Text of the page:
East end of San Ysidro ridge from Palm Mesa


Indianhead from Palm Mesa


Cody and Pike from Palm Mesa


Dropping back in to the canyon


One of many dry falls in the North Fork, no water at all


Morteros



Wednesday, February 10, 2016

Echo Mountain via Mt. Lowe Railway

Hiked: 2/10/2016
Distance: 3.6 miles round trip on trail
Summit Elevation: 3207'
Elevation Gain: 1450'
Elevation Gain (in Empire State Buildings): 1.16
Round trip time: 1 hour 45 minutes
Recommended water: 32 oz.
Parking/Fees: Free on Rubio Vista Road
Difficulty: Easy

Echo Mountain was one of my first hikes and the first mountain I entered into peakbagger. Unfortunately, I didn't save any photos before I started the blog so I wanted to document it as one of the official Lower Peaks. To avoid the crowded Sam Merrill Trail, I chose to go up the Mt. Lowe Railway Trail that ascends from Rubio Canyon. The trailhead is on Rubio Vista Road and starts on the left side of a house at the end of road.

Within a quarter mile of the start, you reach a trail junction with the Sam Merrill connector trail going up on the left. You could use the connector to make a loop hike. To get to the Mt. Lowe Railway junction, continue along the trail to the right. It switchbacks up the ridge line with burned railroad ties and other bits of history along the way. As you gain altitude, the upper reaches of Rubio Canyon open up on the right. The canyon looks like it would be an interesting and difficult hike. As I climbed, I found it hard to believe the old rail system hauled people up the ridge at such a sharp angle (up to 62%! according to Wikipedia). A number of use trails branch off the main trail, but they look like use trails so there is little chance of getting lost. After a short 1.8 miles, you reach the top of Echo Mountain and the ruins of the old hotel. Just below the summit on the other side are large iron pieces of the railway on display. After looking around and a short break, I returned along the Mt. Lowe Railway Trail.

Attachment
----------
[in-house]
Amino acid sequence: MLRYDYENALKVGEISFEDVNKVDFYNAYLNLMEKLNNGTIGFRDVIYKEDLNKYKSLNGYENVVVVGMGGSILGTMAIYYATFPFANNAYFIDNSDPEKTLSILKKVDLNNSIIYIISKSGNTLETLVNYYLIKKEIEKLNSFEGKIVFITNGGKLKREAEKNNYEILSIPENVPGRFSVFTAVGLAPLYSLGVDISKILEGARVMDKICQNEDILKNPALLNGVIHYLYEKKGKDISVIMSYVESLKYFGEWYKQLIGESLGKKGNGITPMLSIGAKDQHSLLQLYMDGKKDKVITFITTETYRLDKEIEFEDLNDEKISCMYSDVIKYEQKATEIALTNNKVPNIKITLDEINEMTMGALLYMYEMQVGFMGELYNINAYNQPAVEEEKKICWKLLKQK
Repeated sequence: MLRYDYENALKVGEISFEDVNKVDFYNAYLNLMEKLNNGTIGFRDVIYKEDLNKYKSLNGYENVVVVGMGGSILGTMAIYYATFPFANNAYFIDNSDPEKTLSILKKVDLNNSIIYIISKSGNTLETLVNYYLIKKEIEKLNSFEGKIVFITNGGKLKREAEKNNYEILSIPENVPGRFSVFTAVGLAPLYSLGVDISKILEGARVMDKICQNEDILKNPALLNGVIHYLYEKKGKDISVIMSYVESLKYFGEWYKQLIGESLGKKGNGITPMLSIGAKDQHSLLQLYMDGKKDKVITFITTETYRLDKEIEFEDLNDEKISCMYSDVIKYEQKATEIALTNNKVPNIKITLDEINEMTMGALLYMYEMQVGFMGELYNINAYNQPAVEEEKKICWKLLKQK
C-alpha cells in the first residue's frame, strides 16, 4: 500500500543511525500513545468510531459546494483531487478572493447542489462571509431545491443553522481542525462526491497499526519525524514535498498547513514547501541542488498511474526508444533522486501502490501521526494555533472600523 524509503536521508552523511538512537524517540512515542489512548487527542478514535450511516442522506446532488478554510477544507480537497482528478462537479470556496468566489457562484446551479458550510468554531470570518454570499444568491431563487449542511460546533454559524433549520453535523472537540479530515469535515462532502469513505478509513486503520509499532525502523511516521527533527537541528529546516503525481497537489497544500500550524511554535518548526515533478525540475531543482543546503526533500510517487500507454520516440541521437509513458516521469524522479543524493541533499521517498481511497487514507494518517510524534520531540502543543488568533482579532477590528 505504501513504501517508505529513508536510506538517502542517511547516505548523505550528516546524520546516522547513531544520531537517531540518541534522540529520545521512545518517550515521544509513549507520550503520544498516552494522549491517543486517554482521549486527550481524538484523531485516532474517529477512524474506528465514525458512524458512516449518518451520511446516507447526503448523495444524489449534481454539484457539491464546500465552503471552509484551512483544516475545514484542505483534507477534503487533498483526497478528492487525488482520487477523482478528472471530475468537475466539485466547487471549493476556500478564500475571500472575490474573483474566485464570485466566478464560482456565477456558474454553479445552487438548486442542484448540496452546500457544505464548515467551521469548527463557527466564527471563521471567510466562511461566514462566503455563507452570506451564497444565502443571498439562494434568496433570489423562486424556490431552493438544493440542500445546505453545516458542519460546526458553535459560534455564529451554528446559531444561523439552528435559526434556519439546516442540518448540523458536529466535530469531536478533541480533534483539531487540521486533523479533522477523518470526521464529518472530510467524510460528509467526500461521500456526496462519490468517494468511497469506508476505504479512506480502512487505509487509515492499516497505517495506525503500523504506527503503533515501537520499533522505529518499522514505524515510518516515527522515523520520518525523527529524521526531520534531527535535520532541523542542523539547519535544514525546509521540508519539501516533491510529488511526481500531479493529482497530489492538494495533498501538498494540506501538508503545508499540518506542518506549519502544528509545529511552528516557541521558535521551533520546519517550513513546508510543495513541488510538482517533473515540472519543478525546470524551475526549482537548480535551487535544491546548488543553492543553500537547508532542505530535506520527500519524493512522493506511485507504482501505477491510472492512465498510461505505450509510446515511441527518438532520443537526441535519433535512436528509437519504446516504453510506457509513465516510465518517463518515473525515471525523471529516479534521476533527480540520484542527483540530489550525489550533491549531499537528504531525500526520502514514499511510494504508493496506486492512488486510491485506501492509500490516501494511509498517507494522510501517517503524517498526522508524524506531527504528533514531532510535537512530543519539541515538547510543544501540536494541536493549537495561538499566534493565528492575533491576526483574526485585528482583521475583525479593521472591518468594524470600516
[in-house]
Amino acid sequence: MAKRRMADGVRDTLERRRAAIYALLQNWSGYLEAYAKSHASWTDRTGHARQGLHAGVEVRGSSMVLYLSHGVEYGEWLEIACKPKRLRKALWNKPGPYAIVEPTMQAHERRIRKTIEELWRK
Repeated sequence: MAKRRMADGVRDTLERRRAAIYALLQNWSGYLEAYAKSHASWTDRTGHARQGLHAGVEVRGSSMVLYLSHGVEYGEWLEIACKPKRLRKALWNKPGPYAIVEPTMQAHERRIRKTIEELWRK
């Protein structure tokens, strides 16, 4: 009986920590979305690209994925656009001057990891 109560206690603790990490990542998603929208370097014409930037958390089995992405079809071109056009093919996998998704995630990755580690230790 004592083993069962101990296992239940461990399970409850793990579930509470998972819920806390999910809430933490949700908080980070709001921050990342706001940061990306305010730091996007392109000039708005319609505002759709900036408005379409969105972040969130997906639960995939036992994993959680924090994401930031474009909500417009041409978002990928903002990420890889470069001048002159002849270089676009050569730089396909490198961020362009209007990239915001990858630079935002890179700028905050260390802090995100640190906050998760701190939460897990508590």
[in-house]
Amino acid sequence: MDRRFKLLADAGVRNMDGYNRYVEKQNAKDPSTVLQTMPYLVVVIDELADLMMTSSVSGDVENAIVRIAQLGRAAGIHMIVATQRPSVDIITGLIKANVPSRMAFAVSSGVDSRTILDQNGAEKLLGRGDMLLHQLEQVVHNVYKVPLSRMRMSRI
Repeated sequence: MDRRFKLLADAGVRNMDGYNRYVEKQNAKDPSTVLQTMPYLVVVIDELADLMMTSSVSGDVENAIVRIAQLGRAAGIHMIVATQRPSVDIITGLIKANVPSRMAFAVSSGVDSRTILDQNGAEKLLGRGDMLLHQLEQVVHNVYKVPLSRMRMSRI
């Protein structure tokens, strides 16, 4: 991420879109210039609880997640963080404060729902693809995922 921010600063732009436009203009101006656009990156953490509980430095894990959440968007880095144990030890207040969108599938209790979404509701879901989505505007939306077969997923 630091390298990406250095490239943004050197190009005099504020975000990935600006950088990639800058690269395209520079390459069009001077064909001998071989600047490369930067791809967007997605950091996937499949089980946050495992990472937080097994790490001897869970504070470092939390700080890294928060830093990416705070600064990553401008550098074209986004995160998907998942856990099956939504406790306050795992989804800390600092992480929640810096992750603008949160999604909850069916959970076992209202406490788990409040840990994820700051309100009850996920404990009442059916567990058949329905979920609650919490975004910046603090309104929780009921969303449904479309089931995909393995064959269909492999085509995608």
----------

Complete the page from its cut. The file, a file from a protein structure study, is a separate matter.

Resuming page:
Rubio Canyon Trailhead


Sam Merrill connector trail to the left


Short switchbacks on the Mt. Lowe Railway


Some remains of the rail system


Upper Rubio Canyon


Plaque with info on the Mt. Lowe Railway, near the top


Echo Mountain summit and hotel ruins


Downtown Los Angeles through some mushroom soup colored smog


Verdugo Mountains on the left, Mt. Lukens on the right


Railway machinery


Friday, February 5, 2016

Nordhoff Peak

Hiked: 2/5/2016
Distance: 11 miles round trip on trail and dirt road